The Magic end up with Moe Harkless, the number 15 pick this year, as well as Nikola Vucevic (a #16 pick just a year ago), a very talented young guard in Arron Afflalo, as well 3 additional 1st round draft picks from LA, Philly and Denver and 2 2nd round picks. Though Houston's Royce White might end up being better player than any guy they will draft or received int he deal, Orlando certainly can't be so displeased with receiving the same mid-teens picks they could have gotten earlier this year for Howard.
According to MAMBINO contributor El Miz, the Magic will have at least $54 million on their books for the 2013-2014 season, a monstrous figure considering that this team as constructed won't be winning more than 30 to 40 games. And thus, the secondary part of the problem: this team won't be that bad. Last winter, when David Stern vetoed the Chris Paul to the Lakers deal, he did so because he didn't think it was the right basketball decision to take on veterans like Luis Scola, Lamar Odom, Kevin Martin and Goran Dragic, not only because it would prohibit their spending in the future with their ornery salaries, but also because those guys would be just good enough to be mediocre. The Hornets and Stern knew that New Orleans would need to get back young players, draft picks and expiring contracts, but no one good enough to prevent them from bottoming out and "winning" themselves out of the high draft lottery. Now looking towards the future, New Orleans has Anthony Davis, Eric Gordon and Austin Rivers holding down the bayou for the next ten years. One of the worst parts of the haul that the Magic got is that in criticizing them, is that no one can really come down on David Stern anymore for vetoing the Chris Paul deal as de facto "owner" of the Hornets. He was right. I feel dirty writing that.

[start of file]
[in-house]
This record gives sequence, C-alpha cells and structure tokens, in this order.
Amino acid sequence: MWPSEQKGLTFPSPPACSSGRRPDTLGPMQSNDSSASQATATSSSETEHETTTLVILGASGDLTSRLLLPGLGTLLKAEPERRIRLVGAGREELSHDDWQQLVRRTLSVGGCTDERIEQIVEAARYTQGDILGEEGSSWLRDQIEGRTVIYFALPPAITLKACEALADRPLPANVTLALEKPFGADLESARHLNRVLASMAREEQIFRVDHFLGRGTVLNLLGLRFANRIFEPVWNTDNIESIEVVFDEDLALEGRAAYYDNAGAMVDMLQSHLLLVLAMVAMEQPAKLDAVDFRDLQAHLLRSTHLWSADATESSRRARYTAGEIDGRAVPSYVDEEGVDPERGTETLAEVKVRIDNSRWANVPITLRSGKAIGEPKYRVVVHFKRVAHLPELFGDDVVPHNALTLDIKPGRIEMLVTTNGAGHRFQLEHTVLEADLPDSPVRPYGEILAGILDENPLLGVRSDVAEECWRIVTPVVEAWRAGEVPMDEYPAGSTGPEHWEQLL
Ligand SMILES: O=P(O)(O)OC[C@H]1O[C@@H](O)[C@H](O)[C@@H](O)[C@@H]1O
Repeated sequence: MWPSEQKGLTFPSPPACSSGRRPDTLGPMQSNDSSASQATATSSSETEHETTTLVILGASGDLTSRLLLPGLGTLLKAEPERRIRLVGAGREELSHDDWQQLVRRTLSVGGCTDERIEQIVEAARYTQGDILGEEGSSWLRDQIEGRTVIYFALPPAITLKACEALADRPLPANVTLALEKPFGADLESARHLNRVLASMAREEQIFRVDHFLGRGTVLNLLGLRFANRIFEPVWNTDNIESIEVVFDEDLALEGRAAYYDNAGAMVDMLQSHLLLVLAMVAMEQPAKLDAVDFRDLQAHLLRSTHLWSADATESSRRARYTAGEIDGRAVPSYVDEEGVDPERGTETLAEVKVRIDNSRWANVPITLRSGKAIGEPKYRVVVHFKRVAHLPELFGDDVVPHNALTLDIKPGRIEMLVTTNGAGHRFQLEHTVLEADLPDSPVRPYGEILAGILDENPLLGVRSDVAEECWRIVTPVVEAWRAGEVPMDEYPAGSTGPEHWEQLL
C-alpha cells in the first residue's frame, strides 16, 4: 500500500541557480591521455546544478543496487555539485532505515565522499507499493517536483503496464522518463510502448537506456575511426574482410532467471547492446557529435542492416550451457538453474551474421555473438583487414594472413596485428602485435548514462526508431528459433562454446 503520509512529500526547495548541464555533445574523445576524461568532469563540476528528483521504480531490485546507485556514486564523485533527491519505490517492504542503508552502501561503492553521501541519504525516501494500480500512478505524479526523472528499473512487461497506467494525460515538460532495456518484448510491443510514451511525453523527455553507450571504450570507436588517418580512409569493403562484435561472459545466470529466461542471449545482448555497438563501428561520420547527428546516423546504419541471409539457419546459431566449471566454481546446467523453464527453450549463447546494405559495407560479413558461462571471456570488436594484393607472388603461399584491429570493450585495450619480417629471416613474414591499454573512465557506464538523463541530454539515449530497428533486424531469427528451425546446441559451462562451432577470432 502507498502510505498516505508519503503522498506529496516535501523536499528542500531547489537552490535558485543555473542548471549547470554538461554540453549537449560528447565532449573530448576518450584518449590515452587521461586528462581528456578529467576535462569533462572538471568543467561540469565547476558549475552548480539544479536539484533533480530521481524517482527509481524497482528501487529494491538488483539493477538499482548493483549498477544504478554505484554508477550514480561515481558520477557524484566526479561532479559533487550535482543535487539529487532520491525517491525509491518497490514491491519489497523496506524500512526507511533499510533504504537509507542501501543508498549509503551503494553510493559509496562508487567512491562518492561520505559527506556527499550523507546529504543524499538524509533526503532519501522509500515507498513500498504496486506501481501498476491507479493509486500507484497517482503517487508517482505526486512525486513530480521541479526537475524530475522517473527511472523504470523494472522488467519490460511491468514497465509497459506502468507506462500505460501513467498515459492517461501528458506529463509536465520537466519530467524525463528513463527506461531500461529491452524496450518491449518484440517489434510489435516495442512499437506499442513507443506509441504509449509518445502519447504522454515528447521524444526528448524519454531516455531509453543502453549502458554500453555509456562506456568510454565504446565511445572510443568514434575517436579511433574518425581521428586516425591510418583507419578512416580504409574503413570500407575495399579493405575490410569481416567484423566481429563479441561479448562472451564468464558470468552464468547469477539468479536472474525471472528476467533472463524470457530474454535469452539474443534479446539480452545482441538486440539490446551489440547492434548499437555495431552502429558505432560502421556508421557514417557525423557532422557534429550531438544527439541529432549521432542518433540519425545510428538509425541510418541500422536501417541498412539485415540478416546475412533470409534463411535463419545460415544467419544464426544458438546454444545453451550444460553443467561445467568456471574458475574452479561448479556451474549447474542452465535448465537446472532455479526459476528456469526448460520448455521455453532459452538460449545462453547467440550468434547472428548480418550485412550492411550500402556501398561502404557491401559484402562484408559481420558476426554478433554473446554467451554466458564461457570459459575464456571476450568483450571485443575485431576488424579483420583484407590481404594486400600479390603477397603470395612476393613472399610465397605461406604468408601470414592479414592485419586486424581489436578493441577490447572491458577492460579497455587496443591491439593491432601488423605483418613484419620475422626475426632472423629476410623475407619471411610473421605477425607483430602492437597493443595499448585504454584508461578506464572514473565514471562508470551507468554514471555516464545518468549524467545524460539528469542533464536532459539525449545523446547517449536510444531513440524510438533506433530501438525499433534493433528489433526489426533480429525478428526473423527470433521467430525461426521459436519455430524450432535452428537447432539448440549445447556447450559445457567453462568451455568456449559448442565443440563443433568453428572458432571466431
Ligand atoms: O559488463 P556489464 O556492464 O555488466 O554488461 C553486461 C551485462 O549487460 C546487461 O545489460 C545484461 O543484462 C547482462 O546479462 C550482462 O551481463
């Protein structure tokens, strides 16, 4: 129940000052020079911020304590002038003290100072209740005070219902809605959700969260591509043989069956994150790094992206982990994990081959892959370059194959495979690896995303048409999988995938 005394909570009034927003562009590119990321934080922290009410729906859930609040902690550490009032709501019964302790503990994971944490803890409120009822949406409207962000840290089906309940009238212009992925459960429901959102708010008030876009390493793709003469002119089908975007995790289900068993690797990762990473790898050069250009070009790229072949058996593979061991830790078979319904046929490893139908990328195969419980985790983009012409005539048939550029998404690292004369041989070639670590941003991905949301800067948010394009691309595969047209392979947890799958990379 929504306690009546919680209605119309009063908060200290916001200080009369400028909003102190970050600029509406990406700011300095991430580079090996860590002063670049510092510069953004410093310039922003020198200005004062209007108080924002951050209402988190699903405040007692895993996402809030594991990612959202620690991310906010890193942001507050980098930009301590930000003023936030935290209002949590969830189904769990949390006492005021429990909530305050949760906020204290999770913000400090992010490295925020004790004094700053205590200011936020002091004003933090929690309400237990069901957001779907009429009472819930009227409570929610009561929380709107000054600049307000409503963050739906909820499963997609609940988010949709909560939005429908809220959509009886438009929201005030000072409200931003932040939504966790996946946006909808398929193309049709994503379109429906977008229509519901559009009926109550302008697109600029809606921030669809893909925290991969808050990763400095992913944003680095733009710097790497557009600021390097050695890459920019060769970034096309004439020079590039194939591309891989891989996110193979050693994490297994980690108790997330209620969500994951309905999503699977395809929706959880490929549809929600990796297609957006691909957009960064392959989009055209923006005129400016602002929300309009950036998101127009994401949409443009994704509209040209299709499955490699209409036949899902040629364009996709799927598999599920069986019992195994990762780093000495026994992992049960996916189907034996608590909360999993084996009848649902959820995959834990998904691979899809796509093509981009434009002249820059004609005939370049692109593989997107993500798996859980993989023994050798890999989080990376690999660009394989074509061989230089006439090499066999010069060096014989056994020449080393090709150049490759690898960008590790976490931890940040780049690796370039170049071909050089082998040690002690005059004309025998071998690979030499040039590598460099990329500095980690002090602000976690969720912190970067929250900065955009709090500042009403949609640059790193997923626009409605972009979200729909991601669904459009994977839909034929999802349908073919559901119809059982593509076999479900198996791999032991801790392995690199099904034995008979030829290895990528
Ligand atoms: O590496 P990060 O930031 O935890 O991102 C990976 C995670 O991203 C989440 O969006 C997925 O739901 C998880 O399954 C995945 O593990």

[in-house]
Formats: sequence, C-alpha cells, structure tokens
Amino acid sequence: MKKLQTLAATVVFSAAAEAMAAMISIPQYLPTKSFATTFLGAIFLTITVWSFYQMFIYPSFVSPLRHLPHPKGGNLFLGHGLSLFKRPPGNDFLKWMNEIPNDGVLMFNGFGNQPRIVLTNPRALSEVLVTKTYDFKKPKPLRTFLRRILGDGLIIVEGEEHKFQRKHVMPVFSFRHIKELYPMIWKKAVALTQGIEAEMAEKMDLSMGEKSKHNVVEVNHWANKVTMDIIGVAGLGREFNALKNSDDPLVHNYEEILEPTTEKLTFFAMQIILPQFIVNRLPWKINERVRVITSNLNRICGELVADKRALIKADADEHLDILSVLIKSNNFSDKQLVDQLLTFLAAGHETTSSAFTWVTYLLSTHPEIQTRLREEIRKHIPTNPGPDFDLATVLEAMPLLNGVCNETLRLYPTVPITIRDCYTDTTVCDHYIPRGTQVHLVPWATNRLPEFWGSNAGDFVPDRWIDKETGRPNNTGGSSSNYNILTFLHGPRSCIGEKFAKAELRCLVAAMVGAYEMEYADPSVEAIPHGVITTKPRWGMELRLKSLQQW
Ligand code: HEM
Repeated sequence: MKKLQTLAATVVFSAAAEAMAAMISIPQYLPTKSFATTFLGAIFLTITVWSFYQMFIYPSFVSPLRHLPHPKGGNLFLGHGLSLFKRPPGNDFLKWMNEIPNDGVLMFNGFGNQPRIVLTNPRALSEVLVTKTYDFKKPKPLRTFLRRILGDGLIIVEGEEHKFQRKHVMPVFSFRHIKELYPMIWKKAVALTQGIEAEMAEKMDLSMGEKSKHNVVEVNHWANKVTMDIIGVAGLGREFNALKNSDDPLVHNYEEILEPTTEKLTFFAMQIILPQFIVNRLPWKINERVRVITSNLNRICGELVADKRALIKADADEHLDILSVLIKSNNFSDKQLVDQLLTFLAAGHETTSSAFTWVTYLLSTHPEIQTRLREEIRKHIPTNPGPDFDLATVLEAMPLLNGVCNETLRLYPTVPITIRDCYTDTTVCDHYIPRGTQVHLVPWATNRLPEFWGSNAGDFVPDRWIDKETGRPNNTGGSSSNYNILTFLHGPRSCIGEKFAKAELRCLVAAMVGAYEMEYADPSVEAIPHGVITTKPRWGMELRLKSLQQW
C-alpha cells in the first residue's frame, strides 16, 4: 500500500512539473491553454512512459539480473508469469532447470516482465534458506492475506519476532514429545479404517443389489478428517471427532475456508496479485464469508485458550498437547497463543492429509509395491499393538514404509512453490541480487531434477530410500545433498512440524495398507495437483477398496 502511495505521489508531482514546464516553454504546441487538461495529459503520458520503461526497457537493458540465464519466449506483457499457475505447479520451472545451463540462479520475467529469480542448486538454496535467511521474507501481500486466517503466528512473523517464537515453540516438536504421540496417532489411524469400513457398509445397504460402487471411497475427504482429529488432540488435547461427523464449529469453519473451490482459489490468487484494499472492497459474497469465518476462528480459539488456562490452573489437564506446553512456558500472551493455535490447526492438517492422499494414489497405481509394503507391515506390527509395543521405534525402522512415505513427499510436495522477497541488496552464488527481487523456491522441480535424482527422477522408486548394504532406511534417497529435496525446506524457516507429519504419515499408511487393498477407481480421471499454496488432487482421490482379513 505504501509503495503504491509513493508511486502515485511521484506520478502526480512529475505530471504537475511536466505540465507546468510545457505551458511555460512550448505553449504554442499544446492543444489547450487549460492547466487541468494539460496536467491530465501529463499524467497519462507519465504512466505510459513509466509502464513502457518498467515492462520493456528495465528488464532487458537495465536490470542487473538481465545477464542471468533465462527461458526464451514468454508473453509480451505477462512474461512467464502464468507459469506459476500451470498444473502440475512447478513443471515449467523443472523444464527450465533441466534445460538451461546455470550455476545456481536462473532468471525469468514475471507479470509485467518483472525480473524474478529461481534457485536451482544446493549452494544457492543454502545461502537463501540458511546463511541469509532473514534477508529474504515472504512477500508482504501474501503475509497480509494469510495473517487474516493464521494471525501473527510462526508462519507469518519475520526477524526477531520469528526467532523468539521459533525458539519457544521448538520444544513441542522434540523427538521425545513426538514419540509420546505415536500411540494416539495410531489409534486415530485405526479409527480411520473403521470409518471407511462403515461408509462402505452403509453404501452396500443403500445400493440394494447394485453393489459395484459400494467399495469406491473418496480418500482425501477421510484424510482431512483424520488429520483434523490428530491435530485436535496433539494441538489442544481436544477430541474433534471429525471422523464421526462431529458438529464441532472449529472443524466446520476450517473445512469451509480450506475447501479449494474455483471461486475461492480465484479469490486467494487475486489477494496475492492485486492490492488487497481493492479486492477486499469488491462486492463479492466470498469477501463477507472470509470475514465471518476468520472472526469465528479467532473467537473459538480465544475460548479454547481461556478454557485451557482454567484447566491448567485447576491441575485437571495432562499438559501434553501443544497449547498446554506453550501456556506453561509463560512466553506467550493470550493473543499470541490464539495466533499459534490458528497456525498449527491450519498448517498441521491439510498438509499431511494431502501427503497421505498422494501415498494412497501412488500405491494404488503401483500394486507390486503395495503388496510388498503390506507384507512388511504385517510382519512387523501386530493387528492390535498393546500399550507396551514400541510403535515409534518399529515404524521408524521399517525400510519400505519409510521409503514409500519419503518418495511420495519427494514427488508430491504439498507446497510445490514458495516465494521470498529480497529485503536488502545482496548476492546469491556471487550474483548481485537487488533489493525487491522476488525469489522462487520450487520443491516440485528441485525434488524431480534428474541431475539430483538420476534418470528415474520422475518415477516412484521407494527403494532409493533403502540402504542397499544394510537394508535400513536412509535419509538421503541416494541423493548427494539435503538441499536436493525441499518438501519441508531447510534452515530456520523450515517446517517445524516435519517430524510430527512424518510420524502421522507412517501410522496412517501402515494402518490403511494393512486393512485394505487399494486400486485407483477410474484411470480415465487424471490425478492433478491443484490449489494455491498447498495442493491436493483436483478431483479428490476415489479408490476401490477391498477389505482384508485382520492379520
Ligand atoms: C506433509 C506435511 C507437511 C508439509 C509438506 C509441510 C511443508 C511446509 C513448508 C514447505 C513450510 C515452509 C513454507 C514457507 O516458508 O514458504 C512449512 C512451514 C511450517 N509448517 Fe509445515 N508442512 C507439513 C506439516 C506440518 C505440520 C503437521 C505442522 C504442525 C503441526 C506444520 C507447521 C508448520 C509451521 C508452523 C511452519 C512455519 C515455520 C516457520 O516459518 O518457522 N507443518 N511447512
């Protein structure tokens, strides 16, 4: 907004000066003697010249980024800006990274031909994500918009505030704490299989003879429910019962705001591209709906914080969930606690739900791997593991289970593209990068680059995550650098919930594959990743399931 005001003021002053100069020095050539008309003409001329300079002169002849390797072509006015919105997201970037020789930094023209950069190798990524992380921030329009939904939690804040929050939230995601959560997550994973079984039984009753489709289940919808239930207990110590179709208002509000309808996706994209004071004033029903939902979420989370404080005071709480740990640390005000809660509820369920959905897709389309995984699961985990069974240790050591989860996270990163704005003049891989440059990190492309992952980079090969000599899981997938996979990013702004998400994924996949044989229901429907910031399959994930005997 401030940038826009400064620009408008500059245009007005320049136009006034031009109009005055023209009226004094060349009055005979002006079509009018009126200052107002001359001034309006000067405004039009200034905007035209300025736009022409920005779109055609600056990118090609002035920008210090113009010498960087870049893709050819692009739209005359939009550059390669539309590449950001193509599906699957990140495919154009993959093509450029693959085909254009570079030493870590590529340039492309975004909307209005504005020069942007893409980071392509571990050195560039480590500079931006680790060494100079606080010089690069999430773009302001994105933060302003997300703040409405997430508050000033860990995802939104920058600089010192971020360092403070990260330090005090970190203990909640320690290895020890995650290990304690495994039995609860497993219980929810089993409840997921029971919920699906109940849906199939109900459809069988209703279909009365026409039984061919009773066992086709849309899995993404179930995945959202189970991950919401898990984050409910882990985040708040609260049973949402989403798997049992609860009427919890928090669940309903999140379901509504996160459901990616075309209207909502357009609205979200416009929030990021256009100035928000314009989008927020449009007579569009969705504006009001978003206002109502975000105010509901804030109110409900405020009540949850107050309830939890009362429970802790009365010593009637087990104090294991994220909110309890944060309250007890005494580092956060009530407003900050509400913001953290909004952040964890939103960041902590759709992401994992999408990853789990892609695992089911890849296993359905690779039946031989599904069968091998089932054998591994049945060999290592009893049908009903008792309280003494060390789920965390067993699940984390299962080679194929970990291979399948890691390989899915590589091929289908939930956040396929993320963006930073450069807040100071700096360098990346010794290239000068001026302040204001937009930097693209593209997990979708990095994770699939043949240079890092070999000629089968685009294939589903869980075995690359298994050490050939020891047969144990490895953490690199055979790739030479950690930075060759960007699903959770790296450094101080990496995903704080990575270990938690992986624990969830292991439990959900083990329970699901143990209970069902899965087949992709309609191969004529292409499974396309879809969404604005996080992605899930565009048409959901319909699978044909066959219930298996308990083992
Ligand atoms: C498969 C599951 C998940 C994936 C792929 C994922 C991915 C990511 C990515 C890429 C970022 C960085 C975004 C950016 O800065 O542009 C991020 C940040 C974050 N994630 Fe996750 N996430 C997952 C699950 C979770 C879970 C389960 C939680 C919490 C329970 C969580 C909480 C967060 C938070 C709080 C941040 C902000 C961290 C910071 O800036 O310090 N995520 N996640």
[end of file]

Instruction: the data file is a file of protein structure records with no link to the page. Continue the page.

The Magic had to see this lesson plan, but new GM Rob Hennigan replicated it very poorly. With vets like Davis, Turkoglu, Q-Rich, Harrington, Afflalo, JJ Redick and Jameer Nelson, this team will be winning games. They won't be spectacular, but with those players, as well as a gigantic chip on their collective shoulder in 2012-2013, I could see the Magic contending for the eighth playoff spot. A lot would have to go right, but no one can tell me that this squad won't be in the running to win somewhere between 30 and 40 games. That's great, but another mid-teens pick won't help the Magic rebuild any faster. In keeping a lot of these veteran players, Orlando has stayed mediocre for the short and long term. Considering all the alternatives, I can't see how the Magic finally settled on this deal as the best one.